A Tale of Two Spies: Franklin and Keyser

Gale Luft - Institute for the Analysis of Global Security - October 10, 2004

When the story about Israel allegedly spying on the US via Pentagon analyst Lawrence Franklin broke, the media were all over it. Bombastic headlines announced the presence of "a mole at the Pentagon," who passed classified material to the Israeli government via employees of the American-Israel Public Affairs Committee (AIPAC). Old time tales of Jonathan Pollard resurfaced and Israel critics in Washington hyped the story to prove their conspiracy theory that the Jews are in control of the Pentagon and hence shape US foreign and defense policy in favor of Israel. Thanks to the Republican convention and a string of hurricanes the Franklin story eventually subsided.

In the same month another James Bond-like affair broke, this time at the State Department. Donald Keyser, who until his recent resignation was the principal deputy assistant secretary for East Asian and Pacific affairs, appeared before a federal court facing far more damning accusations than Franklin's.

According to a criminal affidavit filed last month, only one day after leaving office Keyser met with a 33-year-old female Taiwanese intelligence agent and passed her documents. Keyser is also charged with Conducting an unauthorized trip to Taiwan in September 2003. He told the FBI he did not tell anyone about the trip, including his wife, who is a CIA officer. His $570 State Department credit card bill at a Christian Dior boutique in Taipei may explain why. It is also likely that Keyser did not tell his family about his other activities with the Taiwanese woman such as the day they spent together in New York City and their meetings at several Washington-area restaurants. In the last of these meetings on September 4, Keyser gave her and her superior a six-page document captioned "Discussion Topics." He told the FBI that he often prepared briefing material for his Taiwanese contacts.

Since both the Franklin and Keyser affairs broke within a month of each other it is worth talking a look at how they were treated by the American media. Both affairs are similar in the sense they involve American officials allegedly passing information to foreign countries. Both involve allies of the U.S. trying to decipher America's policy toward their respective enemies: Iran in the case of Israel and China in the case of Taiwan. But there are some significant differences not only in the details of the cases but also in the way they were presented to the public.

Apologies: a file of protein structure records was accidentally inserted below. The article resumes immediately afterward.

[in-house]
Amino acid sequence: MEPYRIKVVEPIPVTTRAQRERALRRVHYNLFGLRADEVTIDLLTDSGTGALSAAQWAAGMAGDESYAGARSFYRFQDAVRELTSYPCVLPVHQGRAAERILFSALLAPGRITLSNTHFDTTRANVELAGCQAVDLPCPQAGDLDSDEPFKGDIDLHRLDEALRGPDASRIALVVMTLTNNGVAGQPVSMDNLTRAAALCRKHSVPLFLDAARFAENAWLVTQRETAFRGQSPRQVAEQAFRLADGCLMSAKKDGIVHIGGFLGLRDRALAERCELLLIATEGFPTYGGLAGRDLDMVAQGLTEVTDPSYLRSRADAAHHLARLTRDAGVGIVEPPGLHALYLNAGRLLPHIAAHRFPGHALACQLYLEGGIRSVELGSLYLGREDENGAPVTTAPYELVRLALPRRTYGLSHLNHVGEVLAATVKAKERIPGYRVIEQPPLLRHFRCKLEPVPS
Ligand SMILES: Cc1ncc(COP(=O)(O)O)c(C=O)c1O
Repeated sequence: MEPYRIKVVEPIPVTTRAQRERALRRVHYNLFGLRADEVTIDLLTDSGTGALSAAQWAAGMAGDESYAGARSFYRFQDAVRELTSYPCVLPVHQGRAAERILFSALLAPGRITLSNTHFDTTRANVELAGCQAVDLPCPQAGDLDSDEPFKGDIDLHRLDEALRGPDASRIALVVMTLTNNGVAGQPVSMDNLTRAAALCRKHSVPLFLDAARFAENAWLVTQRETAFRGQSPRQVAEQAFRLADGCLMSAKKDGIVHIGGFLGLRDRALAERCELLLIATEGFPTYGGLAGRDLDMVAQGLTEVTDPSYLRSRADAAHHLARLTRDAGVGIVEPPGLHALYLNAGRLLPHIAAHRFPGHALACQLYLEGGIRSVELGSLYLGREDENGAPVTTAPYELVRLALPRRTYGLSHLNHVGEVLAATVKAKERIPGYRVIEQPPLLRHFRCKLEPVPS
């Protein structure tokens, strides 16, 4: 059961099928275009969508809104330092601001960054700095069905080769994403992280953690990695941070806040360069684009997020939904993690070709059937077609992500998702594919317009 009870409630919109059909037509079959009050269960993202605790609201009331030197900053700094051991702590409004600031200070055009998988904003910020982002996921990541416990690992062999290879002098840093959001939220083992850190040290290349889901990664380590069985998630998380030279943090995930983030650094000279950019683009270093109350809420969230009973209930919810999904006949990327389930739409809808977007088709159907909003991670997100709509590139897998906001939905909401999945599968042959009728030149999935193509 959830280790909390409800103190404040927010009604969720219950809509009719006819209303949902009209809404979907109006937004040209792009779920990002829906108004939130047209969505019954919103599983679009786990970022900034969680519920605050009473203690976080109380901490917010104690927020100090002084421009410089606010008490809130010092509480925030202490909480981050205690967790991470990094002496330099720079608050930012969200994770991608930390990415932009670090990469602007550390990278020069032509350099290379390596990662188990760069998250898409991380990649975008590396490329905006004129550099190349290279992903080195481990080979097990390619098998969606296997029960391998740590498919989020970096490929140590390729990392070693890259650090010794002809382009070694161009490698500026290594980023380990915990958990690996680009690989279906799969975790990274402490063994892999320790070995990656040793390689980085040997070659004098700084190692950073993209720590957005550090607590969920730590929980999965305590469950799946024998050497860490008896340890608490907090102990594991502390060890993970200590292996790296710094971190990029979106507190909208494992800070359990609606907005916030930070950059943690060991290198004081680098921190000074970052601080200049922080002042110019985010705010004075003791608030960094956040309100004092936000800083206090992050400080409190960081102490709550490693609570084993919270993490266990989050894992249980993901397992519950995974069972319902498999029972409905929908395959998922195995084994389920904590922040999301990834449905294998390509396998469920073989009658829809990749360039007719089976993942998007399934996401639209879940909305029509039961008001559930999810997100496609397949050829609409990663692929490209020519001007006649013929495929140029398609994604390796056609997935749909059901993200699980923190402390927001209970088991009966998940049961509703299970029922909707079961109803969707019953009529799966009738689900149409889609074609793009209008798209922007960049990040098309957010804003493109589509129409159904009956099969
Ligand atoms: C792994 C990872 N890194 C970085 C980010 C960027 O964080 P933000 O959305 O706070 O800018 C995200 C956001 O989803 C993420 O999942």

The Franklin affair involved a low-level bureaucrat who allegedly passed information to Americans who lobby for Israel. The Keyser affair involves a top-level official who allegedly passed information to foreign nationals who also happen to be intelligence agents. Franklin's action was a one timer; Keyser's enduring. In the Franklin case there has been no arrest and no arrest is believed to be imminent. Keyser, who is still a State Department employee assigned to the Foreign Service Institute, has actually been arrested. More important, when it comes to U.S.-Israel relations there may not be even a single significant issue on which Israel and the U.S. differ. Even if Franklin did pass classified information the likelihood that such an act could compromise U.S. security is minimal. This cannot be said about Taiwan. In recent months, U.S.-Taiwan relations have reached a low point due to the Bush administration's opposition to any unilateral movement by Taiwan toward formal independence. Information that could lead to a change in Taiwan's behavior could put the U.S. on a collision course with China.